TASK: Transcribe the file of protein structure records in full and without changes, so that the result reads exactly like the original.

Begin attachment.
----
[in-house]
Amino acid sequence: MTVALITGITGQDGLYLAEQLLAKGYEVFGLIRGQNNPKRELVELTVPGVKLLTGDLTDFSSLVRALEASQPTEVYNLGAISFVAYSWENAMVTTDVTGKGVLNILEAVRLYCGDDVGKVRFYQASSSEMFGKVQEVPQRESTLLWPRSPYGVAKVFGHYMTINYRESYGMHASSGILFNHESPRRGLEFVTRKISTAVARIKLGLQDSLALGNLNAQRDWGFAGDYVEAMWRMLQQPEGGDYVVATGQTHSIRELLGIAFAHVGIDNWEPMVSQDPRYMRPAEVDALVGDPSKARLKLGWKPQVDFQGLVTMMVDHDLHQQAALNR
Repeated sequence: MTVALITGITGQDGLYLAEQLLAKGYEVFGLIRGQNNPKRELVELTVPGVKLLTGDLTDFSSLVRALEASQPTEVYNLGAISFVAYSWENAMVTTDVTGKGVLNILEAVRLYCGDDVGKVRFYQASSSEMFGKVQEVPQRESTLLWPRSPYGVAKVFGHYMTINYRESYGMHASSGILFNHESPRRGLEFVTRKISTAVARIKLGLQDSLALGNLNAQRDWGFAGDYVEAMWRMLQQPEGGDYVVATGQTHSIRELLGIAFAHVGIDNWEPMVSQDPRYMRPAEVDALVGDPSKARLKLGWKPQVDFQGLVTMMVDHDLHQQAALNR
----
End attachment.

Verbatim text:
[in-house]
Amino acid sequence: MTVALITGITGQDGLYLAEQLLAKGYEVFGLIRGQNNPKRELVELTVPGVKLLTGDLTDFSSLVRALEASQPTEVYNLGAISFVAYSWENAMVTTDVTGKGVLNILEAVRLYCGDDVGKVRFYQASSSEMFGKVQEVPQRESTLLWPRSPYGVAKVFGHYMTINYRESYGMHASSGILFNHESPRRGLEFVTRKISTAVARIKLGLQDSLALGNLNAQRDWGFAGDYVEAMWRMLQQPEGGDYVVATGQTHSIRELLGIAFAHVGIDNWEPMVSQDPRYMRPAEVDALVGDPSKARLKLGWKPQVDFQGLVTMMVDHDLHQQAALNR
Repeated sequence: MTVALITGITGQDGLYLAEQLLAKGYEVFGLIRGQNNPKRELVELTVPGVKLLTGDLTDFSSLVRALEASQPTEVYNLGAISFVAYSWENAMVTTDVTGKGVLNILEAVRLYCGDDVGKVRFYQASSSEMFGKVQEVPQRESTLLWPRSPYGVAKVFGHYMTINYRESYGMHASSGILFNHESPRRGLEFVTRKISTAVARIKLGLQDSLALGNLNAQRDWGFAGDYVEAMWRMLQQPEGGDYVVATGQTHSIRELLGIAFAHVGIDNWEPMVSQDPRYMRPAEVDALVGDPSKARLKLGWKPQVDFQGLVTMMVDHDLHQQAALNR